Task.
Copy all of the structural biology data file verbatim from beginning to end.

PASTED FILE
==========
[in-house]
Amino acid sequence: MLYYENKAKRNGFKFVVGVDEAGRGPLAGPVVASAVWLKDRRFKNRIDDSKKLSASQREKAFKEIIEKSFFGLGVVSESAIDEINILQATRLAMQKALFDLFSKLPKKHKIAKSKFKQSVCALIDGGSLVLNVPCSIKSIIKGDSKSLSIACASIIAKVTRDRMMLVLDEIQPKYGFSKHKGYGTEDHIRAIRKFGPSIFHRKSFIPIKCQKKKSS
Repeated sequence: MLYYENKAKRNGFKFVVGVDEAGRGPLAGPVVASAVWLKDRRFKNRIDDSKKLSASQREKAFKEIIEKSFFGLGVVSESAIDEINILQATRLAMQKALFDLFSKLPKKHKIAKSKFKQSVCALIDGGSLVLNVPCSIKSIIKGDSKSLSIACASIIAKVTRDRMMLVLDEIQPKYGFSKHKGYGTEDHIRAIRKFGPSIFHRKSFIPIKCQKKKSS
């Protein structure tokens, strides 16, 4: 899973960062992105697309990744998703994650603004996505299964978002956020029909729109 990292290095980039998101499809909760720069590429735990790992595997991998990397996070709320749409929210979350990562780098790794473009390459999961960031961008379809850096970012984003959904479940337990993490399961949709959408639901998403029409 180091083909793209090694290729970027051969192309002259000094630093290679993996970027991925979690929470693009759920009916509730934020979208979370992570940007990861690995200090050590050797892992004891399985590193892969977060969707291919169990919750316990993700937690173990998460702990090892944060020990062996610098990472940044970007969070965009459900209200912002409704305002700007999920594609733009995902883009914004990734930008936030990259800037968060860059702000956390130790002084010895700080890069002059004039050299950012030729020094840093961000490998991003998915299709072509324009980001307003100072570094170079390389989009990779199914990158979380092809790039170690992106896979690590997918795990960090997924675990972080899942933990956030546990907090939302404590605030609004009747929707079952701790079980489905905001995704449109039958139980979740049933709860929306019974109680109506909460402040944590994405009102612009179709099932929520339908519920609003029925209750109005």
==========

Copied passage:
[in-house]
Amino acid sequence: MLYYENKAKRNGFKFVVGVDEAGRGPLAGPVVASAVWLKDRRFKNRIDDSKKLSASQREKAFKEIIEKSFFGLGVVSESAIDEINILQATRLAMQKALFDLFSKLPKKHKIAKSKFKQSVCALIDGGSLVLNVPCSIKSIIKGDSKSLSIACASIIAKVTRDRMMLVLDEIQPKYGFSKHKGYGTEDHIRAIRKFGPSIFHRKSFIPIKCQKKKSS
Repeated sequence: MLYYENKAKRNGFKFVVGVDEAGRGPLAGPVVASAVWLKDRRFKNRIDDSKKLSASQREKAFKEIIEKSFFGLGVVSESAIDEINILQATRLAMQKALFDLFSKLPKKHKIAKSKFKQSVCALIDGGSLVLNVPCSIKSIIKGDSKSLSIACASIIAKVTRDRMMLVLDEIQPKYGFSKHKGYGTEDHIRAIRKFGPSIFHRKSFIPIKCQKKKSS
């Protein structure tokens, strides 16, 4: 899973960062992105697309990744998703994650603004996505299964978002956020029909729109 990292290095980039998101499809909760720069590429735990790992595997991998990397996070709320749409929210979350990562780098790794473009390459999961960031961008379809850096970012984003959904479940337990993490399961949709959408639901998403029409 180091083909793209090694290729970027051969192309002259000094630093290679993996970027991925979690929470693009759920009916509730934020979208979370992570940007990861690995200090050590050797892992004891399985590193892969977060969707291919169990919750316990993700937690173990998460702990090892944060020990062996610098990472940044970007969070965009459900209200912002409704305002700007999920594609733009995902883009914004990734930008936030990259800037968060860059702000956390130790002084010895700080890069002059004039050299950012030729020094840093961000490998991003998915299709072509324009980001307003100072570094170079390389989009990779199914990158979380092809790039170690992106896979690590997918795990960090997924675990972080899942933990956030546990907090939302404590605030609004009747929707079952701790079980489905905001995704449109039958139980979740049933709860929306019974109680109506909460402040944590994405009102612009179709099932929520339908519920609003029925209750109005």